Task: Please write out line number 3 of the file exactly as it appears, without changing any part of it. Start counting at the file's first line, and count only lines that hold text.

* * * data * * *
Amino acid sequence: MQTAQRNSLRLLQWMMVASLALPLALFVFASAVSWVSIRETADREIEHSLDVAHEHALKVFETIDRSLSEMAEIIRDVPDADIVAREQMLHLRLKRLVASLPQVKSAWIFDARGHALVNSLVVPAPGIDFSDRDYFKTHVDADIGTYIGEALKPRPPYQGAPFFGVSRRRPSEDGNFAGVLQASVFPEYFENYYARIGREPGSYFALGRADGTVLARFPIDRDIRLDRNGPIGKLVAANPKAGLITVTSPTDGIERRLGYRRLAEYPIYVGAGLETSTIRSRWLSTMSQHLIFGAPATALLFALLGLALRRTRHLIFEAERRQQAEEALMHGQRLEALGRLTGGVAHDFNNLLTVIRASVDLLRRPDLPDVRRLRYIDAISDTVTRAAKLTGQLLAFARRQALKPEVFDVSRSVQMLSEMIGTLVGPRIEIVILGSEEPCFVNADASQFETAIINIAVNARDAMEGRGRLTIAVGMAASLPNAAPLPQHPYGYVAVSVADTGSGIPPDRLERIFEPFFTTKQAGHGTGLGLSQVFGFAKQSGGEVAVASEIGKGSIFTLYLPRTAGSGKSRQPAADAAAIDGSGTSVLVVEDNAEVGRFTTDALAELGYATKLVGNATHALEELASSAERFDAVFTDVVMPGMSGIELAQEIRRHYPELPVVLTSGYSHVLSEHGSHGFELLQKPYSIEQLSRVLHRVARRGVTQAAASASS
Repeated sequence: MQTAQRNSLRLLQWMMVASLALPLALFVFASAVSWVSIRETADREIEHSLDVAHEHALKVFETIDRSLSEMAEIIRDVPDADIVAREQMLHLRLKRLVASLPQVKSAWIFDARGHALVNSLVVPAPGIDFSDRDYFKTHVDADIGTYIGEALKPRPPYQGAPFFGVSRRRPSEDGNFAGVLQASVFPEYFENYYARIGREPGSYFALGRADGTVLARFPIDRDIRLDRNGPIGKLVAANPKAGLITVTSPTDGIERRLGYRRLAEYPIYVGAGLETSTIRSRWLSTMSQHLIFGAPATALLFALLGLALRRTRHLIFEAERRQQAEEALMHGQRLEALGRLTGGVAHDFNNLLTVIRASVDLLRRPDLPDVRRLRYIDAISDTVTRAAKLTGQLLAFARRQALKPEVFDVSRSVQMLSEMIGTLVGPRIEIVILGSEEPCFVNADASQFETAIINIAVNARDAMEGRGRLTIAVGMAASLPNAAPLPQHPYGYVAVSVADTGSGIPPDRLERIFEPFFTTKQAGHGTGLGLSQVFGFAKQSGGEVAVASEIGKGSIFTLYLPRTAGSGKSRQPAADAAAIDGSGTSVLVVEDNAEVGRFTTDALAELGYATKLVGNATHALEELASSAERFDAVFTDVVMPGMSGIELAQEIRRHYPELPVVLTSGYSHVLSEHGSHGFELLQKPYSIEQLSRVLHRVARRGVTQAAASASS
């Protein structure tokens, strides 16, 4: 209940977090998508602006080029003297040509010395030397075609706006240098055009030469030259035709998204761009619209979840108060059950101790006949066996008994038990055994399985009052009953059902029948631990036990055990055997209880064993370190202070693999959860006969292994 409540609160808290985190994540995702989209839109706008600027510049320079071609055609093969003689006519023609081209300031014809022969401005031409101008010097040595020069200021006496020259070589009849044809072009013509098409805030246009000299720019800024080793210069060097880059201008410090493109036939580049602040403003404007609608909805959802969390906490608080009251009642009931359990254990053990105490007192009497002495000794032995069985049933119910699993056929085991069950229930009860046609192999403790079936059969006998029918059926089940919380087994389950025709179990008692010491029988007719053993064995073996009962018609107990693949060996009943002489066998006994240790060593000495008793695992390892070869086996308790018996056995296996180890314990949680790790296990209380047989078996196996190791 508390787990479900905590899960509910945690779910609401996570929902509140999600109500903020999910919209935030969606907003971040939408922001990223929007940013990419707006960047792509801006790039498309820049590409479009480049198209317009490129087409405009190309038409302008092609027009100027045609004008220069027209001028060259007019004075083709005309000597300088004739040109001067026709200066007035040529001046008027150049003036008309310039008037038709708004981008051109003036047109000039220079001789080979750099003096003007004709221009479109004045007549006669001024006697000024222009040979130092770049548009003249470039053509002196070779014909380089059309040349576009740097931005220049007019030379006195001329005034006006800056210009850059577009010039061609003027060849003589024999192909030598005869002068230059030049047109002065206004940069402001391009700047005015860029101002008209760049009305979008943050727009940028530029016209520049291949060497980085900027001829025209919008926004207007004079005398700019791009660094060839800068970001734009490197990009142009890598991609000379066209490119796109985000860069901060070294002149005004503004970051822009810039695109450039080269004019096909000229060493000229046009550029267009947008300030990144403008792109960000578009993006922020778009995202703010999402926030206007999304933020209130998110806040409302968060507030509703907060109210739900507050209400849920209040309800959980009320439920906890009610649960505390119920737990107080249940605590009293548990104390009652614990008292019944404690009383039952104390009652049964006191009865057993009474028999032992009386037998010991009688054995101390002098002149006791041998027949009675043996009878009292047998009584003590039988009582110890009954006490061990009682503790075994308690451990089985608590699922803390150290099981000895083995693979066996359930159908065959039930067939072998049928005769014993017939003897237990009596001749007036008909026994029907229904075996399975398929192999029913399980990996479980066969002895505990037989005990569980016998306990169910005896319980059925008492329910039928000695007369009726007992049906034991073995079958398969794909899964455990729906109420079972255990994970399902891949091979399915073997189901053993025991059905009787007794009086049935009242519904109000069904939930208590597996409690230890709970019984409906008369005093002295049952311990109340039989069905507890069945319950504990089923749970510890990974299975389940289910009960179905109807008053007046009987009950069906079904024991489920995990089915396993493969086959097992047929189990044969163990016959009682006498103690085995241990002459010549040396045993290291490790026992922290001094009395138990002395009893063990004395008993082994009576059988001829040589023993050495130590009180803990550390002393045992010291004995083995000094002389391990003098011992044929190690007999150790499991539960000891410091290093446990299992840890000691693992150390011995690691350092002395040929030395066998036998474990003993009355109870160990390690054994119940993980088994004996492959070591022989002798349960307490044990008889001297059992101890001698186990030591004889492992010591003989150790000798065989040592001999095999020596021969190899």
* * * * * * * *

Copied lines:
């Protein structure tokens, strides 16, 4: 209940977090998508602006080029003297040509010395030397075609706006240098055009030469030259035709998204761009619209979840108060059950101790006949066996008994038990055994399985009052009953059902029948631990036990055990055997209880064993370190202070693999959860006969292994 409540609160808290985190994540995702989209839109706008600027510049320079071609055609093969003689006519023609081209300031014809022969401005031409101008010097040595020069200021006496020259070589009849044809072009013509098409805030246009000299720019800024080793210069060097880059201008410090493109036939580049602040403003404007609608909805959802969390906490608080009251009642009931359990254990053990105490007192009497002495000794032995069985049933119910699993056929085991069950229930009860046609192999403790079936059969006998029918059926089940919380087994389950025709179990008692010491029988007719053993064995073996009962018609107990693949060996009943002489066998006994240790060593000495008793695992390892070869086996308790018996056995296996180890314990949680790790296990209380047989078996196996190791 508390787990479900905590899960509910945690779910609401996570929902509140999600109500903020999910919209935030969606907003971040939408922001990223929007940013990419707006960047792509801006790039498309820049590409479009480049198209317009490129087409405009190309038409302008092609027009100027045609004008220069027209001028060259007019004075083709005309000597300088004739040109001067026709200066007035040529001046008027150049003036008309310039008037038709708004981008051109003036047109000039220079001789080979750099003096003007004709221009479109004045007549006669001024006697000024222009040979130092770049548009003249470039053509002196070779014909380089059309040349576009740097931005220049007019030379006195001329005034006006800056210009850059577009010039061609003027060849003589024999192909030598005869002068230059030049047109002065206004940069402001391009700047005015860029101002008209760049009305979008943050727009940028530029016209520049291949060497980085900027001829025209919008926004207007004079005398700019791009660094060839800068970001734009490197990009142009890598991609000379066209490119796109985000860069901060070294002149005004503004970051822009810039695109450039080269004019096909000229060493000229046009550029267009947008300030990144403008792109960000578009993006922020778009995202703010999402926030206007999304933020209130998110806040409302968060507030509703907060109210739900507050209400849920209040309800959980009320439920906890009610649960505390119920737990107080249940605590009293548990104390009652614990008292019944404690009383039952104390009652049964006191009865057993009474028999032992009386037998010991009688054995101390002098002149006791041998027949009675043996009878009292047998009584003590039988009582110890009954006490061990009682503790075994308690451990089985608590699922803390150290099981000895083995693979066996359930159908065959039930067939072998049928005769014993017939003897237990009596001749007036008909026994029907229904075996399975398929192999029913399980990996479980066969002895505990037989005990569980016998306990169910005896319980059925008492329910039928000695007369009726007992049906034991073995079958398969794909899964455990729906109420079972255990994970399902891949091979399915073997189901053993025991059905009787007794009086049935009242519904109000069904939930208590597996409690230890709970019984409906008369005093002295049952311990109340039989069905507890069945319950504990089923749970510890990974299975389940289910009960179905109807008053007046009987009950069906079904024991489920995990089915396993493969086959097992047929189990044969163990016959009682006498103690085995241990002459010549040396045993290291490790026992922290001094009395138990002395009893063990004395008993082994009576059988001829040589023993050495130590009180803990550390002393045992010291004995083995000094002389391990003098011992044929190690007999150790499991539960000891410091290093446990299992840890000691693992150390011995690691350092002395040929030395066998036998474990003993009355109870160990390690054994119940993980088994004996492959070591022989002798349960307490044990008889001297059992101890001698186990030591004889492992010591003989150790000798065989040592001999095999020596021969190899």